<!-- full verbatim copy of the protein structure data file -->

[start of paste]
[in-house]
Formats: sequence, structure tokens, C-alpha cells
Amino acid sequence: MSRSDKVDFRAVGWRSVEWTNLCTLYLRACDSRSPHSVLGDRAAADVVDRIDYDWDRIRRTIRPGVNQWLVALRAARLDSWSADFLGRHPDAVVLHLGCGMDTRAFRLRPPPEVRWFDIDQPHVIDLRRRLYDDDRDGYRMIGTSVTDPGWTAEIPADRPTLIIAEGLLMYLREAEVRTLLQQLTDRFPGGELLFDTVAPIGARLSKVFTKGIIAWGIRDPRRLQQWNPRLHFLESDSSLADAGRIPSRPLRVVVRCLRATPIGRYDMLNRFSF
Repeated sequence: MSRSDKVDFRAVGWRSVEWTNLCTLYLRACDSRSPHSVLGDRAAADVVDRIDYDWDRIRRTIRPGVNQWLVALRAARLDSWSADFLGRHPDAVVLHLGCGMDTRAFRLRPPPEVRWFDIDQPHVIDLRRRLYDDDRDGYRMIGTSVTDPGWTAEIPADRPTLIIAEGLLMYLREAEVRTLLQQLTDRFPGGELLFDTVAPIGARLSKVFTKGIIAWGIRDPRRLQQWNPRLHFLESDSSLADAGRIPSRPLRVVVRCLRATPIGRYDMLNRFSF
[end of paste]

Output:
[in-house]
Formats: sequence, structure tokens, C-alpha cells
Amino acid sequence: MSRSDKVDFRAVGWRSVEWTNLCTLYLRACDSRSPHSVLGDRAAADVVDRIDYDWDRIRRTIRPGVNQWLVALRAARLDSWSADFLGRHPDAVVLHLGCGMDTRAFRLRPPPEVRWFDIDQPHVIDLRRRLYDDDRDGYRMIGTSVTDPGWTAEIPADRPTLIIAEGLLMYLREAEVRTLLQQLTDRFPGGELLFDTVAPIGARLSKVFTKGIIAWGIRDPRRLQQWNPRLHFLESDSSLADAGRIPSRPLRVVVRCLRATPIGRYDMLNRFSF
Repeated sequence: MSRSDKVDFRAVGWRSVEWTNLCTLYLRACDSRSPHSVLGDRAAADVVDRIDYDWDRIRRTIRPGVNQWLVALRAARLDSWSADFLGRHPDAVVLHLGCGMDTRAFRLRPPPEVRWFDIDQPHVIDLRRRLYDDDRDGYRMIGTSVTDPGWTAEIPADRPTLIIAEGLLMYLREAEVRTLLQQLTDRFPGGELLFDTVAPIGARLSKVFTKGIIAWGIRDPRRLQQWNPRLHFLESDSSLADAGRIPSRPLRVVVRCLRATPIGRYDMLNRFSF